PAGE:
Playing it Safe

By: Lynn Cutts

Perhaps you play it safe with the kind of things you create, sticking to one topic, outlet or style. Maybe you avoid uncomfortable issues in your work, situations that get just a little too real, or a character that's a little too like you. Or you have this fantastic idea that you're waiting to do because, "You're just not good enough yet." Maybe you limit yourself to local venues, or don't charge enough for your work. Or perhaps, you couldn't bring yourself to call that agent, that potential backer, that gallery, and pitch your work.

Wherever you play it safe in your creativity is also where you play it safe in life. Can't make your characters get confrontational? Well then, ask yourself, how well do you handle confrontation? Follow all the rules in your painting? Where else do you blindly toe the line? Can't send that demo tape into the radio station? Where else do you lack confidence?

There's nothing intrinsically wrong in playing it safe. We all do it in order to survive–or so we've been taught–but as we move through life, we outgrow our safety nets, just as we've outgrown our playpens and car seats.

Some of us consistently choose the known over the unknown, the small but sure return over the risky investment. Others play it safe by avoiding the chance of rejection, exposure, or disappointment. Sometimes we play it safe in one area of our lives so we can waltz on the precipice's edge in another. But playing it safe is really taking the biggest risk of all: the risk that we will never learn or grow in that particular area. And those are the areas where life's most precious and important lessons await.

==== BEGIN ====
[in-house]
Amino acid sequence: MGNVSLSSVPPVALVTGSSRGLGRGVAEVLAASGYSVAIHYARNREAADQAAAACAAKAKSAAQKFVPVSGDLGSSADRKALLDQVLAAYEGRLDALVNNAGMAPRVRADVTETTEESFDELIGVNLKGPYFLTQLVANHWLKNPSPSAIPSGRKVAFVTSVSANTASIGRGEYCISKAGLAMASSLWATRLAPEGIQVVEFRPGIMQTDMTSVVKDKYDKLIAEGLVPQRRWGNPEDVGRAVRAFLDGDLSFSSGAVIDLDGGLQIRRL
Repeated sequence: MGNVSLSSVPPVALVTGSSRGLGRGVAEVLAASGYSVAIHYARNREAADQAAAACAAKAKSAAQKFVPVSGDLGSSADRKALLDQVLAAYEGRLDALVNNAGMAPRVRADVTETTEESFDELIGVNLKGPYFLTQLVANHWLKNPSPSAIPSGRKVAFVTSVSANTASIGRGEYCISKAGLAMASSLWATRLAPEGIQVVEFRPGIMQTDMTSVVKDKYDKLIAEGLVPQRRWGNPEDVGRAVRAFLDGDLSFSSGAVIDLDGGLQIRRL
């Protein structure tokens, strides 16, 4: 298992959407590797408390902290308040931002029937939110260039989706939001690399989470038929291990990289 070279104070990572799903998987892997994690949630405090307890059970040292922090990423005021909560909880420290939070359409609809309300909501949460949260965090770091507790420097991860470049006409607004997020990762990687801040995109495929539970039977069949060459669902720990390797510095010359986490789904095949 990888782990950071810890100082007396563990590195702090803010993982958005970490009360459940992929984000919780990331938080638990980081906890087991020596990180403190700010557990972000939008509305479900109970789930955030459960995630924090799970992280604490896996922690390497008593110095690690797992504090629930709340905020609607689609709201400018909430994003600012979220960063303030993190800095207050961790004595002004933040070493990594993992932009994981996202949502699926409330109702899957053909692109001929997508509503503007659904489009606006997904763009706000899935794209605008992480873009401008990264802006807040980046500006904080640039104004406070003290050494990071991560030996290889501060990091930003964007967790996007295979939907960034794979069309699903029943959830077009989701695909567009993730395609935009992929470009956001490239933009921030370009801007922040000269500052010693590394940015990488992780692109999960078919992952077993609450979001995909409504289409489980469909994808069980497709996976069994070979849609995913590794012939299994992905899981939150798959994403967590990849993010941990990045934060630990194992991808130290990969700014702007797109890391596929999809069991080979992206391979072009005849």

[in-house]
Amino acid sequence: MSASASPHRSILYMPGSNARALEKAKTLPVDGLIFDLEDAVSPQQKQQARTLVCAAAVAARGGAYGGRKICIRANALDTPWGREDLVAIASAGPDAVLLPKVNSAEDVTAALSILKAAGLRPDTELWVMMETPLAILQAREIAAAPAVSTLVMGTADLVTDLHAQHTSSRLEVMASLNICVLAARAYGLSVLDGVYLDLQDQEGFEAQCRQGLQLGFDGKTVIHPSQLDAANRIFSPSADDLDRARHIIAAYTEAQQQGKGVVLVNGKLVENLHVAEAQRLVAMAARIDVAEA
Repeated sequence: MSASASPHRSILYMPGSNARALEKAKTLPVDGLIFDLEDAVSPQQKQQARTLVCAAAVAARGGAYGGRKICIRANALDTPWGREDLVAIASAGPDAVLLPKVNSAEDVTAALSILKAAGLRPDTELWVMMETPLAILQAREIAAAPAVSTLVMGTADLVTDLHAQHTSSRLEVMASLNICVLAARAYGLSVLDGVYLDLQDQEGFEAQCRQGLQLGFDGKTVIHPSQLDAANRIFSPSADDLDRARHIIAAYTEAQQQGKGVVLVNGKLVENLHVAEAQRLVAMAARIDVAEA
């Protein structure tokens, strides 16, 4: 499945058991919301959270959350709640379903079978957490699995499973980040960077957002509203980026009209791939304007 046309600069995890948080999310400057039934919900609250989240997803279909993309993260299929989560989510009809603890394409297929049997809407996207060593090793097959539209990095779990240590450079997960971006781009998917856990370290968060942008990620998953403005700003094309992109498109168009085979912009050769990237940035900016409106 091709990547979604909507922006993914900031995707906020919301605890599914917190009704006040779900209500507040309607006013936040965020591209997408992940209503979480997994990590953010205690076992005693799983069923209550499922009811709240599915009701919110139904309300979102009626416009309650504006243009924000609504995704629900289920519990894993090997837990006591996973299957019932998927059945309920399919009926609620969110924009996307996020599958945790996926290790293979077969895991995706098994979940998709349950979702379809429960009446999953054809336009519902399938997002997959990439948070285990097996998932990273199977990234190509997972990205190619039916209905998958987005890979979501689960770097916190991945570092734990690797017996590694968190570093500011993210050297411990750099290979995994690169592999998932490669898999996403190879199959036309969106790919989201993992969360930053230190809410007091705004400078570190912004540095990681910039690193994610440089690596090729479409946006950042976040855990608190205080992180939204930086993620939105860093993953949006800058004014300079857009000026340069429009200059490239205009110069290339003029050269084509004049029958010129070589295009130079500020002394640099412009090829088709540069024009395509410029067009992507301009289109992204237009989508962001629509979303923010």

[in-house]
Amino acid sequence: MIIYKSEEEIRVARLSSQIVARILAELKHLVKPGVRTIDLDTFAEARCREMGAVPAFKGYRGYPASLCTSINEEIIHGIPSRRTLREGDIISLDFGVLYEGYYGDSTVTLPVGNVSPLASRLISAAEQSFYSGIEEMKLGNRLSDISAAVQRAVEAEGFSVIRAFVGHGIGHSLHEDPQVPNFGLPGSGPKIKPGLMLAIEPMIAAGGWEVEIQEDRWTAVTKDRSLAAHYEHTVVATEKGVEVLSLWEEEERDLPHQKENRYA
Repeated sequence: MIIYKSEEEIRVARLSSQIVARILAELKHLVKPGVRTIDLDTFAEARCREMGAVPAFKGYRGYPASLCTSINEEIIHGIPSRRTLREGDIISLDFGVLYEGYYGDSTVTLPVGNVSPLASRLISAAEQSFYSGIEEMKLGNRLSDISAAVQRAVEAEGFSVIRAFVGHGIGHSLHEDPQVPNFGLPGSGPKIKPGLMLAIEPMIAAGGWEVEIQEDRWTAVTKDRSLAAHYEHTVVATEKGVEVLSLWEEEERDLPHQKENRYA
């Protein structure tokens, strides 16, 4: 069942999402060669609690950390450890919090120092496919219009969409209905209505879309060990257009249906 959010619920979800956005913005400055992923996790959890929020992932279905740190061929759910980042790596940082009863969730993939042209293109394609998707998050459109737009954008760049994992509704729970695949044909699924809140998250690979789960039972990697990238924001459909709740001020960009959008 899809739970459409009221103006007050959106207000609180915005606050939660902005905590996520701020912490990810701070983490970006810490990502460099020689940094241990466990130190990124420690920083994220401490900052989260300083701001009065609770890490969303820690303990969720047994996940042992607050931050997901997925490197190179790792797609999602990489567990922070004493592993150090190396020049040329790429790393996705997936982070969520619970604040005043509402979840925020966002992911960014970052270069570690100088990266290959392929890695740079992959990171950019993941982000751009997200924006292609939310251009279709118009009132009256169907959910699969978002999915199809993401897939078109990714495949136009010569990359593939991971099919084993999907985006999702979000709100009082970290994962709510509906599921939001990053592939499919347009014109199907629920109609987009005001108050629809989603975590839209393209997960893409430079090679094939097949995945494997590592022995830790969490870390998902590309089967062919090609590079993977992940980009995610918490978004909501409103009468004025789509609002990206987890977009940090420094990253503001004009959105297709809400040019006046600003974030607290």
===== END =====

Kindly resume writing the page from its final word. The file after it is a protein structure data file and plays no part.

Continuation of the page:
So what would happen if you stopped playing it safe, just for a little while? How would your creativity blossom and grow? In our art, at least, we can explore with safety. We can stretch ourselves beyond what we thought we could do. These are just paint smears on canvas, or electrons on a screen, or a series of moves set to music. We can paint over it or delete the file or change the steps if we get too scared.

I challenge you to use your art, your creativity, whatever your outlet, to deepen your knowledge of yourself. This next month, start noticing where you play it safe in your art. Notice where you back off, instead of pushing forward, where you tiptoe timidly instead of striding forth boldly. Notice what you approach with caution, rather than with curiosity and adventure.

Then throw that caution to the winds, and take that risk! See how much richer your art becomes.

And – your life.

NOTE: You are welcome to use this article online in electronic newsletters and e-zines as long as it remains complete and unaltered (including the "about the author" info). If use of this article is desired in print, you must first contact Lynn Cutts at .

Copyright 2005 Lynn Cutts

Motivation
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